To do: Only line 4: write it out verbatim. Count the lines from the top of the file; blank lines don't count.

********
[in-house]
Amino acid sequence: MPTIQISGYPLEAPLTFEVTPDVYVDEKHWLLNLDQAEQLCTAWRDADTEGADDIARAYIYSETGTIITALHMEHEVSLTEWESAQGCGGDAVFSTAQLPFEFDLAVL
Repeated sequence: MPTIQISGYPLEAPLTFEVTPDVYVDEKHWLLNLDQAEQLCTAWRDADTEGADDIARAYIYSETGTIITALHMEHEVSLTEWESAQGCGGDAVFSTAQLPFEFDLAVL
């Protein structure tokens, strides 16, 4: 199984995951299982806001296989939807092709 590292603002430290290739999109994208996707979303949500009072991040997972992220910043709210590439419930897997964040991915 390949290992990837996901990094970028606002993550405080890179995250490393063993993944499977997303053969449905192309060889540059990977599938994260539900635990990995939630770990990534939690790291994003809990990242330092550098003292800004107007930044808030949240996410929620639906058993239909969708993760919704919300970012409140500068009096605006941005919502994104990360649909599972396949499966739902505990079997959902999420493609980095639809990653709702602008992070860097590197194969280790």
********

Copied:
């Protein structure tokens, strides 16, 4: 199984995951299982806001296989939807092709 590292603002430290290739999109994208996707979303949500009072991040997972992220910043709210590439419930897997964040991915 390949290992990837996901990094970028606002993550405080890179995250490393063993993944499977997303053969449905192309060889540059990977599938994260539900635990990995939630770990990534939690790291994003809990990242330092550098003292800004107007930044808030949240996410929620639906058993239909969708993760919704919300970012409140500068009096605006941005919502994104990360649909599972396949499966739902505990079997959902999420493609980095639809990653709702602008992070860097590197194969280790």